After Australia retracted its recognition of “West Jerusalem” as Israel’s capital on Tuesday, the Israeli government expressed concern that the Labor Party government in Australia might be planning to recognize a Palestinian state.
The foreign minister of the center-left Australian government said it was correcting the previous, Conservative government’s 2018 recognition of West Jerusalem as Israel’s capital, saying it had been “a cynical play” to win a by-election seat.
Australia’s 2018 announcement under then-Prime Minister Scott Morrison followed the move of the U.S. embassy from Tel Aviv to Jerusalem. At the time, the Israeli government said that Australia had not gone far enough, as it had not recognized an undivided Jewish capital and was not moving its embassy from Tel Aviv to Jerusalem.
The statement by Foreign Affairs Minister Penny Wong served as a reply to an article in The Guardian, which reported Monday that the Australian Department of Foreign Affairs removed text about the recognition of “West Jerusalem” from its website. The deleted text described “West Jerusalem as the capital of Israel” and stated that Australia “looks forward to moving its embassy to West Jerusalem when practical, in support of, and after the final status determination of, a two-state solution.”
The Guardian reported that the edit to the website text followed an inquiry to the department about the government’s view on the status of Jerusalem.
The current center-left Labor party government supports the creation of two states in the Holy Land, and the foreign affairs minister argued that the previous move in the direction of recognizing even part of Jerusalem for Israel was “all risk and no gain,” putting Australia “out of step” with the international community. Wong said Jerusalem’s status should be decided through peace talks between Israelis and Palestinians, and not through unilateral decisions.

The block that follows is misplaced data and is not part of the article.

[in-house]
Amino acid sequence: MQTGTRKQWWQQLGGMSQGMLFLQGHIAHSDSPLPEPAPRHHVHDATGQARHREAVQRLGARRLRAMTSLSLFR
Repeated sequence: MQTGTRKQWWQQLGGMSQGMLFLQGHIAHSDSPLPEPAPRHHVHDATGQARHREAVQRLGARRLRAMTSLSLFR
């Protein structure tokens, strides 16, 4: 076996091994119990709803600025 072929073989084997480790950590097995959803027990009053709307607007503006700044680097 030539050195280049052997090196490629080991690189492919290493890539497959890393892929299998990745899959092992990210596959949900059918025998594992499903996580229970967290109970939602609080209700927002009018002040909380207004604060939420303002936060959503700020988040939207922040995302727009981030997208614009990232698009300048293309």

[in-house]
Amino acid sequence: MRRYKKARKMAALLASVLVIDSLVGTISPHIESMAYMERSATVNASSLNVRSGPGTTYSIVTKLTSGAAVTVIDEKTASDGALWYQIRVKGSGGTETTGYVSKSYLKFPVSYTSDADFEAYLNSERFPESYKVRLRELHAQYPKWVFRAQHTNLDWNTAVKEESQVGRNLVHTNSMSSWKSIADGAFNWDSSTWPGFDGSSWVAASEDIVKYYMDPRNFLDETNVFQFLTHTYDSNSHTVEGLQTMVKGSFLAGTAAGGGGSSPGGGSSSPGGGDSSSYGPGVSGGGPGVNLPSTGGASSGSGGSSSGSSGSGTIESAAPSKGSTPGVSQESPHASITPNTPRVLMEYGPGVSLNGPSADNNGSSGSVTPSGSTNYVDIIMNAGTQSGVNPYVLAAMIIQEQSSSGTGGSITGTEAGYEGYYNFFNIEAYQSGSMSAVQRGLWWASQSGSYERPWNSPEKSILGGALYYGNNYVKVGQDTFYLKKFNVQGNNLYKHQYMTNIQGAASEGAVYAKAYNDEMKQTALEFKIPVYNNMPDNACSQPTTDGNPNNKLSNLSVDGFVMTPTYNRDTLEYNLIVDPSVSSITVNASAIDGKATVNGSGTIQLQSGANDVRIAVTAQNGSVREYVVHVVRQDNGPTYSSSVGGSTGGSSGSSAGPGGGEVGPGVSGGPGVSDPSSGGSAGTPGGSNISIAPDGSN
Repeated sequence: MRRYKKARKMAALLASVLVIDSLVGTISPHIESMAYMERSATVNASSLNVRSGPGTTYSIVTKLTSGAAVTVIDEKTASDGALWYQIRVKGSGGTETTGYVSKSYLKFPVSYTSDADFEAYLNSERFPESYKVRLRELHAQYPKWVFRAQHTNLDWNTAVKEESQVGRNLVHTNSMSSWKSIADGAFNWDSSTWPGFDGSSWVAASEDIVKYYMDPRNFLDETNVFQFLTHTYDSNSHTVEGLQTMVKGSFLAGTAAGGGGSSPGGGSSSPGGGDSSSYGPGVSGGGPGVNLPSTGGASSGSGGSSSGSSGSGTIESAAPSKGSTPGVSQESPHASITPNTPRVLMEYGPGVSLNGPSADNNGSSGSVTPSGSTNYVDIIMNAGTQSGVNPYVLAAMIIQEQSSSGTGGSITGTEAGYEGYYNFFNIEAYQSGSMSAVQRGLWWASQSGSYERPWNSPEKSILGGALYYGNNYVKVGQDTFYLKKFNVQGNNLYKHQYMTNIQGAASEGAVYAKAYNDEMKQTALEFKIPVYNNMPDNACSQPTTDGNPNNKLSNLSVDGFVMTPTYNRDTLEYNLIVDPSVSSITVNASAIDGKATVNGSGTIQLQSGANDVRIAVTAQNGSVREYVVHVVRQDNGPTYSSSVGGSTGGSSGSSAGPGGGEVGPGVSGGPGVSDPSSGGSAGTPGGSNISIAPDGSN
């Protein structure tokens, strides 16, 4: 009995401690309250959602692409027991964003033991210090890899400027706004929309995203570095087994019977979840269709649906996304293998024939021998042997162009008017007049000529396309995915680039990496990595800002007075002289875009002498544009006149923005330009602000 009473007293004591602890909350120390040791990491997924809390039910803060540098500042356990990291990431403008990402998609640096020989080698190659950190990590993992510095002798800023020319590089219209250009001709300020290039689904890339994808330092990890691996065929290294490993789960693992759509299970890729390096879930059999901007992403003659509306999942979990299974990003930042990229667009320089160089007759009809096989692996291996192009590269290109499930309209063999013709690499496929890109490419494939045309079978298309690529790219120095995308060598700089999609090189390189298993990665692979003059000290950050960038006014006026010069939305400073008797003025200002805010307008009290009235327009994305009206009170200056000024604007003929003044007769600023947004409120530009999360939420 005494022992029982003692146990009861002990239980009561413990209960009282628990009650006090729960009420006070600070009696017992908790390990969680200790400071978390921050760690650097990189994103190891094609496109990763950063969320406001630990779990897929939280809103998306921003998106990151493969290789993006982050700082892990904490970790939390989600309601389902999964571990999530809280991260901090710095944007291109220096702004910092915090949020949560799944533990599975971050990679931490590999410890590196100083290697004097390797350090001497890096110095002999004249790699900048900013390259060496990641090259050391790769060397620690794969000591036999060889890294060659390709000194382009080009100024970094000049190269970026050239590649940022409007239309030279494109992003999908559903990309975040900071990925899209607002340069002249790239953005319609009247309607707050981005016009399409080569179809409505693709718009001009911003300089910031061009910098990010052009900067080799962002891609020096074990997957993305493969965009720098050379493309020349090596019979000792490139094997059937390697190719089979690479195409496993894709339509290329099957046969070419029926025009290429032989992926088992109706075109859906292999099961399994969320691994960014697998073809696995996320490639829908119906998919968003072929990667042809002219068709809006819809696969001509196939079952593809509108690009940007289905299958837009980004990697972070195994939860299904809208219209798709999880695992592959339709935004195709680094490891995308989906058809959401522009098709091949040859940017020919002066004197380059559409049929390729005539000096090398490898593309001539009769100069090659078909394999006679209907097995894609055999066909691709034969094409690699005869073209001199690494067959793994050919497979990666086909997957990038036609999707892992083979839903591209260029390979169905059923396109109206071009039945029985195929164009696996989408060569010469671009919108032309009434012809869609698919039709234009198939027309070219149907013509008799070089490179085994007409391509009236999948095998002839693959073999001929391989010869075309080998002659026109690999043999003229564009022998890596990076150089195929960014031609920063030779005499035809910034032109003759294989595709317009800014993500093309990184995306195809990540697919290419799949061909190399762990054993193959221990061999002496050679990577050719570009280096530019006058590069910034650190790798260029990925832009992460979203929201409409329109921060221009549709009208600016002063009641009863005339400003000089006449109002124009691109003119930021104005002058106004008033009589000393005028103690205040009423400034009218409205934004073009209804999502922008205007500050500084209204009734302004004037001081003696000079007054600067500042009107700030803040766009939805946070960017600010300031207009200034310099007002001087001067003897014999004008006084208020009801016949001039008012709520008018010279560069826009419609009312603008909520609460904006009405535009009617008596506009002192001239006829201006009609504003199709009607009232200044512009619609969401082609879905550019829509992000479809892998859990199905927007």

Israeli Prime Minister Yair Lapid called Wong’s walk-back of Jerusalem’s partial recognition “a hasty response to incorrect news in the media.”
“We can only hope that the Australian government manages other matters more seriously and professionally,” Lapid said. “Jerusalem is the eternal capital of united Israel and nothing will ever change that.”
Lapid also heads the foreign ministry in Israel, which expressed “its deep disappointment” over the decision, calling it the result of “shortsighted political considerations.” The ministry said the Israeli government was weighing additional steps to take in response.
Australia announced its shift on Jerusalem without giving any notification to the Israeli government or even to Australia’s ambassador in Tel Aviv.
Wong first denied any change in official policy, but later said that the decision to recognize Jerusalem as Israel’s capital had “caused conflict and distress in part of the Australian community, and today the government seeks to resolve that.”
She also described the decision by the Conservative Morrison government as an attempt to gain Jewish votes in a crucial election.
“You know what this was? This was a cynical play, unsuccessful, to win the seat of Wentworth and a by-election,” she said.
Wong insisted that the announced policy was not intended to suggest any hostility toward Israel, and said that Australia will always be a steadfast supporter of Israel as well as “equally unwavering in our support of the Palestinian people, including humanitarian support.”
The State of Israel asserts that its undivided and eternal capital is Jerusalem – a city at the core of Jewish longing and the key place of return from exile for the people of Israel for millennia. “Jerusalem” or “Zion,” which Moses called “the place where the Lord your God chooses to establish His name.” It appears 823 times in Old Testament writings.
Israel’s “weeping prophet,” Jeremiah, who lived ca. 650-570 B.C., is attributed with writing the famous verses of Psalm 137: “If I forget you, O Jerusalem, may my right hand cease to function. May my tongue cling to the roof of my mouth if I do not remember you, if I do not exalt Jerusalem as my greatest joy!”
After Jordan occupied the eastern portion of Jerusalem, as well as Judea and Samaria, following Israel’s War of Independence in 1948, the Hashemite Kingdom annexed what it called “the West Bank” in 1950; it ruled parts of Jerusalem, including the Old City for the next 17 years.
In the Six-Day War in 1967, Jordan lost all the territory it had gained in the earlier war and Israel gained control over Jerusalem and the West Bank. Israel’s claim to its ancient capital, however, has not been recognized by most nations.
The All Israel News Staff is a team of journalists in Israel.